ARLINGTON, Va., May 20 /PRNewswire-USNewswire/ -- The American Association for Homecare supports expanded anti-fraud efforts announced today by the U.S. Department of Justice (DOJ) and the Department of Health and Human Services (HHS) designed to curb fraud and abuse in Medicare. The two agencies outlined plans for expanding anti-fraud strike forces to Houston and Detroit and creating a new Health Care Fraud Prevention and Enforcement Action Team.
Even with the stepped-up DOJ-HHS effort, the American Association for Homecare believes more must be done to stop fraud and it continues to urge Congress and the Centers for Medicare and Medicaid Services (CMS) to adopt the 13 specific anti-fraud recommendations proposed by the Association in 2008, which could eliminate most of the fraud associated with home medical equipment (HME) payments.
Some of the Association's proposals were included in the Seniors and Taxpayers Obligation Protection (STOP) Act, S. 975, which the Association supports. However, Congress should adopt all 13 of the anti-fraud measures. A proactive solution is more effective than the "pay and chase" method and makes more sense than the endless cycle of unwarranted cuts to Medicare reimbursement for durable medical equipment. The 13-point plan targets the source of the problem.
"For a long time, the activities of criminals have tarnished the good name of honest providers of home medical equipment and services," said Tyler J. Wilson, president of the American Association for Homecare. "We support expanded and more effective government efforts to stamp out fraud."
The discussion about keeping criminals out of Medicare sometimes obscures several facts: home-based care is vastly more cost-effective than institutional care; durable medical equipment represents about 1.6 percent of Medicare spending; and spending growth in this sector is a mere 0.75 percent, according to federal National Health Expenditure data.
Specific Anti-Fraud and Abuse Recommendations:
The American Association for Homecare has proposed the following 13 specific recommendations:
- Mandate Site Inspections for All New Home Medical Equipment Providers. A July 2008 GAO report underscored the need for CMS to ensure that its contractors are conducting effective site inspections for all new applicants for a Medicare supplier number.
- Require Site Inspections for All HME Provider Renewals. All renewal applications should require an in-person visit by the National Supplier Clearinghouse (NSC), the contractor that CMS uses to ensure integrity in the Medicare program.
- Improve Validation of New Homecare Providers. Additional validation of new providers should be included in a comprehensive and effective application process for obtaining a Medicare supplier number.
- Require Two Additional Random, Unannounced Site Visits for All New Providers. Two unannounced site visits should be conducted by the NSC during the first year of operation for new HME providers.
- Require a Six-Month Trial Period for New Providers. The NSC should issue a provisional, non-permanent supplier number to new suppliers for a six-month trial period. After six months of demonstrated compliance, the provider would receive a "regular" supplier number.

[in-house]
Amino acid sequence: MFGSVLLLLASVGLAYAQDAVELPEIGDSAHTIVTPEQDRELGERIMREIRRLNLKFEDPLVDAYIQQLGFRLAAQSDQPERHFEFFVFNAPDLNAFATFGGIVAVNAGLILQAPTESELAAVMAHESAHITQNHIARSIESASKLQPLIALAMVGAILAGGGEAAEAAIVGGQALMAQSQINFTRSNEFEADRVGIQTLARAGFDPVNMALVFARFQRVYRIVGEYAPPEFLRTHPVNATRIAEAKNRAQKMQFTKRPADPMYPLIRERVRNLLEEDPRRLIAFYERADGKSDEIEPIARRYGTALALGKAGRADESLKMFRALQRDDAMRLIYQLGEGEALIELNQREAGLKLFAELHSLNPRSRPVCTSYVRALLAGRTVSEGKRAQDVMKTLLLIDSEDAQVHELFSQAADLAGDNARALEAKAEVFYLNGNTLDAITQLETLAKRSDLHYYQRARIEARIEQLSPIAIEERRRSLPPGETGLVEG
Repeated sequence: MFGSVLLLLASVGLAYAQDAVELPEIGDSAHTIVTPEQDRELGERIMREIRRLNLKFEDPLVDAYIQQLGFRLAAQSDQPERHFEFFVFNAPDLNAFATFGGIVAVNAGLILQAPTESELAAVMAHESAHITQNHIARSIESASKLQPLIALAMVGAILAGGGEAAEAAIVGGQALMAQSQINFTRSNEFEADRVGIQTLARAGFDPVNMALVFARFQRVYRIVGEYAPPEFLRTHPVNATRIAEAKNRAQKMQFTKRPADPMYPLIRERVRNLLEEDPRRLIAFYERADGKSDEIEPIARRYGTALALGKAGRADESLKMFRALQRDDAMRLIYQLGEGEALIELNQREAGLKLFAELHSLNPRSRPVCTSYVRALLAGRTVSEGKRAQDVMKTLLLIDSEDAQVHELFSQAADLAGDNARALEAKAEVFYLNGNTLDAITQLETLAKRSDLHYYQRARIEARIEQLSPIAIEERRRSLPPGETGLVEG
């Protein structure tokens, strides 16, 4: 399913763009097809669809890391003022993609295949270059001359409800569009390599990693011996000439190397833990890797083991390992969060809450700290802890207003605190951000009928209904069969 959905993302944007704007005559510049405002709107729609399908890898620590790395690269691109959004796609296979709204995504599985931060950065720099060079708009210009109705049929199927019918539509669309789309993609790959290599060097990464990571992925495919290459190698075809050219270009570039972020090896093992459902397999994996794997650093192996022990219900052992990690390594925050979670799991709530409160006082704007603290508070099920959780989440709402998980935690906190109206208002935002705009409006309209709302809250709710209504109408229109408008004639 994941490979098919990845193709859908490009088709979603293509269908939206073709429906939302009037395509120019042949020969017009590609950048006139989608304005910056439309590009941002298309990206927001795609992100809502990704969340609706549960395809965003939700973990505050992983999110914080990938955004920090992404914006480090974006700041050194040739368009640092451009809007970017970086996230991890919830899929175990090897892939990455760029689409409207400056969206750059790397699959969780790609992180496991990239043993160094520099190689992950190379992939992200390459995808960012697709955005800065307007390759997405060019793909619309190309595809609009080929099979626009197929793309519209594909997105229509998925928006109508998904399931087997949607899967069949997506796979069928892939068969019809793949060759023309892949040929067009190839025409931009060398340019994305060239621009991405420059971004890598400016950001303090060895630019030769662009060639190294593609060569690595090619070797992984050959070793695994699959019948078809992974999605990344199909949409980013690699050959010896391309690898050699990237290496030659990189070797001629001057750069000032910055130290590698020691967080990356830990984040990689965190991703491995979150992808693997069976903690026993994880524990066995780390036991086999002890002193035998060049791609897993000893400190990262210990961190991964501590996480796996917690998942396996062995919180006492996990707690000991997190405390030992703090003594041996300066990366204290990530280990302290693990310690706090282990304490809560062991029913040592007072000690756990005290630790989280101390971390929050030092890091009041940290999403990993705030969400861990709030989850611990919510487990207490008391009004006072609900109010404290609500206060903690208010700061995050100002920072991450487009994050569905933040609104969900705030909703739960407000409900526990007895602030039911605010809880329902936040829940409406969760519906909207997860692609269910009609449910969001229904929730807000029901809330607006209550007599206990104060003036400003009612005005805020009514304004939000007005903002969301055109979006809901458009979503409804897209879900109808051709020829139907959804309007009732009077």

- Establish an Anti-Fraud Office at Medicare. CMS should establish an office with the sole mandate of coordinating detection and deterrence of fraud and improper payments across the Medicare and Medicaid programs.
- Ensure Proper Federal Funding for Fraud Prevention. Increase federal funding to ensure that the NSC completes site inspection and other anti-fraud measures.
- Require Post-Payment Audit Reviews for All New Providers. Medicare's program safeguard contractors should conduct post-payment sample reviews for six months' worth of claims submitted to Medicare by new providers.
- Conduct Real-Time Claims Analysis and a Refocus on Audit Resources. Medicare must analyze billings of new and existing providers in real time to identify aberrant billing patterns more quickly.
- Ensure All Providers Are Qualified to Offer the Services They Bill. A cross-check system within Medicare databases should ensure that homecare providers are qualified and accredited for the specific equipment and services for which they are billing.
- Establish Due Process Procedures for Suppliers. CMS should develop written due process procedures for the Medicare supplier number process, including issuance, denial and revocation of the Medicare supplier number. The procedures must include, for example, an administrative appeals process and timelines.
- Increase Penalties and Fines for Fraud. Congress should establish more severe penalties for instances of buying or stealing beneficiaries' Medicare numbers or physicians' provider numbers that may be used to defraud the government.
- Establish More Rigorous Quality Standards. Ensure that all accrediting bodies are applying the same set of rigorous standards and degree of inspection to their clients.
CONTACTS: Michael Reinemer, 703-535-1881, firstname.lastname@example.org; Tilly Gambill, 703-535-1896, email@example.com.
The American Association for Homecare represents durable medical equipment providers, manufacturers, and other organizations in the homecare community. Members serve the medical needs of millions of Americans who require oxygen therapy, mobility assistive technologies, medical supplies, inhalation drug therapy, home infusion, and other medical equipment and services in their homes. Visit www.aahomecare.org/stopfraud.
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|SOURCE American Association for Homecare|
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